Stroke rate has been implicated as an important determinant of sprint kayaking performance via correlation analysis. This thesis determined the effect of stroke rate on sprint kayaking performance including: (1) What stroke rates are required to achieve medal winning times?; (2) What are typical self-selected stroke rates of New Zealand paddlers?; (3) Do paddlers respond well to stroke rate feedback?; and (4) What is the effect of increasing stroke rate on performance and technique? Two literature reviews, one quantitative descriptive performance analysis, two quantitative experimental reliability studies, two quantitative experimental biomechanical studies, and one quantitative experimental intervention study were completed. Elite K1 200-m world championship medallists’ average stroke rates ranged 144-168 spm for men and 131-147 spm for women in competition. New Zealand elite paddlers (males and females) typically rated 98-101 spm, but tests were limited to 300-m sprint training at “race pace” and during the last stage of an incremental ergometer test. It was best to assess stroke rates using time-trials. The typical self-selected stroke rates of New Zealand male sub-elite paddlers were 122 ±11 spm during K1 200-m time-trials. While metronome feedback targets were not fully achieved when increasing stroke rate by 5-10 spm, the metronome was effective for increasing stroke rate by 4-5 spm (2.9-4.2%). The stroke rate increase led to a 200-m performance time enhancement of 0.9-1.0% for sub-elite paddlers, where a general trend existed that faster paddlers responded better to the stroke rate increase. Other key variables that indicated better performances were shorter water phase times, aerial phase times, entry sub-phase times and exit sub-phase times. Overall, absolute phase and sub-phase times reported in seconds were more associated with performance than relative phase and sub-phase times. Increasing stroke rate using metronome feedback also caused reductions in water and aerial phase times. Water phase times were reduced primarily by reductions in pull sub-phase times. Pull sub-phase times were not significantly associated with performance, possibly indicating variability in the efficiency of the pull phase between skill levels on-water. Key segmental sequencing variables important for inducing a stroke rate increase between intensities were shorter durations of the pull arm, trunk, and leg actions. Decreasing forward reach was inevitable and decreasing pull arm time was the most important variable for increasing stroke rate, so paddlers should focus on reaching as far forward as possible without hindering their ability to quickly direct the paddle backward. Trunk rotation and leg extension movements increased with intensity and are considered important for performance theoretically for achieving greater paddle tip velocity when the blade enters the water by utilising a greater leg pedalling motion. In conclusion, New Zealand paddlers typically rated well below the recommended stroke rates required to achieve medal winning times in the K1 200-m event. Metronome feedback was effective for eliciting an acute stroke rate increase of 4-5 spm (2.9-4.2%), which led to performance enhancements of 0.9-1.0% in K1 200-m time-trials. Further research is needed to determine the ideal training strategies for making larger increases in stroke rate without losing efficiency in the pull sub-phase.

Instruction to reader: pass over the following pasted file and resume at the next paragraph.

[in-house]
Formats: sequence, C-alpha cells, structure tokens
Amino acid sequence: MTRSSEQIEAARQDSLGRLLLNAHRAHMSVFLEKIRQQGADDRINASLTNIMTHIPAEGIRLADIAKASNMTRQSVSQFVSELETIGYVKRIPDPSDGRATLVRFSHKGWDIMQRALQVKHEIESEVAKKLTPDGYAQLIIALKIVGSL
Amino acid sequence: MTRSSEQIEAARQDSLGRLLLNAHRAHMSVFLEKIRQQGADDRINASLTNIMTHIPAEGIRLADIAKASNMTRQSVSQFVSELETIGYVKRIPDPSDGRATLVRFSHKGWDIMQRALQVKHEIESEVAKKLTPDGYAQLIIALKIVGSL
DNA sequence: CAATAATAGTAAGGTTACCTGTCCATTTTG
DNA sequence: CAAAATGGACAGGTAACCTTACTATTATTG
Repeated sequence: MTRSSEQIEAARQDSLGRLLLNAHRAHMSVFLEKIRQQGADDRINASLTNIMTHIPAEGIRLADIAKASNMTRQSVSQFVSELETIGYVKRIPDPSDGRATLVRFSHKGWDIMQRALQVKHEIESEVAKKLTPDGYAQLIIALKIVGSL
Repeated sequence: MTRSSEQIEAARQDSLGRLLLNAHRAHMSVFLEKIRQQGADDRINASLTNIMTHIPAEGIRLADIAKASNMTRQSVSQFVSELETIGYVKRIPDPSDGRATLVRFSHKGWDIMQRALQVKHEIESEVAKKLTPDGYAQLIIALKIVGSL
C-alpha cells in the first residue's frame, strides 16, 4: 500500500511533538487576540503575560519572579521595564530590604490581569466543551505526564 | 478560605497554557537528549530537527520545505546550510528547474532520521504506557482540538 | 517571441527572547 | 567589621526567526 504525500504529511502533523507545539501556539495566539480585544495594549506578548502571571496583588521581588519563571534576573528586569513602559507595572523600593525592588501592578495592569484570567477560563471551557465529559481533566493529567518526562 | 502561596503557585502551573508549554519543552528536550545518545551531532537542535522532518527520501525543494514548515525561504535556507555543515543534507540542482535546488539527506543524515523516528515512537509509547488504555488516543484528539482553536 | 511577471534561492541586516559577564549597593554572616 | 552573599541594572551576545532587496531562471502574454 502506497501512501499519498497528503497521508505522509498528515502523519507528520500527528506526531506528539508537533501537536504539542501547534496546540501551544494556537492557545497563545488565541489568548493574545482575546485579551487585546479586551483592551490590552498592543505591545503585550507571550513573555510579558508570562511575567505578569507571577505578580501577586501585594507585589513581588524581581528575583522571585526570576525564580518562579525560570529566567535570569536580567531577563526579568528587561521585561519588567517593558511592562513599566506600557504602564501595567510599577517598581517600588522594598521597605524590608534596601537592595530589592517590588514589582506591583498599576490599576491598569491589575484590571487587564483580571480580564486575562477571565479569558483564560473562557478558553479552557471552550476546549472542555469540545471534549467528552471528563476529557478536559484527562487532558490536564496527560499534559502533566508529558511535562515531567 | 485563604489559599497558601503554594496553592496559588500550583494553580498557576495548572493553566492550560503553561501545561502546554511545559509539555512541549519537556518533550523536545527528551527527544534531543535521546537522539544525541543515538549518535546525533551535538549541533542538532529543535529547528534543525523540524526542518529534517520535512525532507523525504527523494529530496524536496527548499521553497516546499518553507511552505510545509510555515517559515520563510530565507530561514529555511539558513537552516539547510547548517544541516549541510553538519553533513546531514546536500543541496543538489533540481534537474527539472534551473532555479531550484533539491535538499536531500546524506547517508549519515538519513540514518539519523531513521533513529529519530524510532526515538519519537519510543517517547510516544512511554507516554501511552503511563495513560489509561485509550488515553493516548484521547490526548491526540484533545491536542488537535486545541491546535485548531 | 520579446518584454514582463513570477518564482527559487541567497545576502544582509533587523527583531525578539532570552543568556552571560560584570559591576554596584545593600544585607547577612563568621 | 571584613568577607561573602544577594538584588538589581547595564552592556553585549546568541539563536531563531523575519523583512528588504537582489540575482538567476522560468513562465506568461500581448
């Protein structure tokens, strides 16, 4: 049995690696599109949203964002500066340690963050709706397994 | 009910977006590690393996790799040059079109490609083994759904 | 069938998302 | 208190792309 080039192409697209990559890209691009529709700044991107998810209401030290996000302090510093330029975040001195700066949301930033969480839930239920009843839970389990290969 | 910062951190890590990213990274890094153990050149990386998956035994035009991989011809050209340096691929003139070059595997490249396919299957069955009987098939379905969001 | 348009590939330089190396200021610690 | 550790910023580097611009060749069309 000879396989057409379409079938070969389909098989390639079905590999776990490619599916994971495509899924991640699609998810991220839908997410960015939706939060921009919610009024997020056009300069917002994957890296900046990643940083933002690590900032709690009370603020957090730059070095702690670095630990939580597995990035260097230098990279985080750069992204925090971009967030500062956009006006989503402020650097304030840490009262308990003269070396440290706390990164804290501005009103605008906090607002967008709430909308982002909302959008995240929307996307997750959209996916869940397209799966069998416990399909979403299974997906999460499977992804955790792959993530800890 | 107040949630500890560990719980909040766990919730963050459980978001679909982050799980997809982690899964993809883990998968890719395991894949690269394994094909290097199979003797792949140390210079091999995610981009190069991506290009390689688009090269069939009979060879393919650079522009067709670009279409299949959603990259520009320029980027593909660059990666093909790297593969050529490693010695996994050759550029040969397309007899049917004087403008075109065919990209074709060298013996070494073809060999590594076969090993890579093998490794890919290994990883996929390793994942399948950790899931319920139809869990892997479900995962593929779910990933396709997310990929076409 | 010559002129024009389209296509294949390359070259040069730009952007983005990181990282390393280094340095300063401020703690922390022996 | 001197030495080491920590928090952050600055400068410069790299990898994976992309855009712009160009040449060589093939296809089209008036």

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  • Patterns of corporeality: the grotesque text/ile body

    Trussardi, Gabriella (2013-12-04)

    Doctoral thesis
    Auckland University of Technology

    This practice-led research project explores the feminine abject through textile design featuring grotesque ornament and pattern. Maintaining a normative feminine identity in a Western culture involves, more likely than not, rigorous self-policing behaviours enacted to identify and eradicate signs of the corporeal self, which is seen as unfinished, vulnerable, and leaky at the margins. This encultured practice involves keeping the body contained and controlled, both physically and visually. Within a traditional Cartesian duality, boundaries are established through an oppositional politics of contrasting fluidity/solidity, irrationality/rationality, and containment/excess. Textiles are one means by which these boundaries are managed — through dress, and also through the textiles of domestic spaces: textiles that function here as a symbolic demarcation between body and world. As the conclusion to this research project I present designs for domestic textiles which, rather than clearly delimiting the leaky self from the public world, provoke experiences of fascination/repulsion in the viewer. The textiles feature pattern and decoration based on grotesque ornament. As a social, artistic, and literary category the grotesque rejects the binary of interior/exterior, instead embracing the fluid, the overflowing, and the excessive. In this thesis I link this to historic notions of women’s place and voice. The artefacts that comprise the practical component of the thesis subvert the formal language of the female nude, which is designed to smooth, control, and contain the excessive female body. They explore how the leaky and abject body can be viewed as other than polluting: namely, as belonging to a different experience of subjecthood.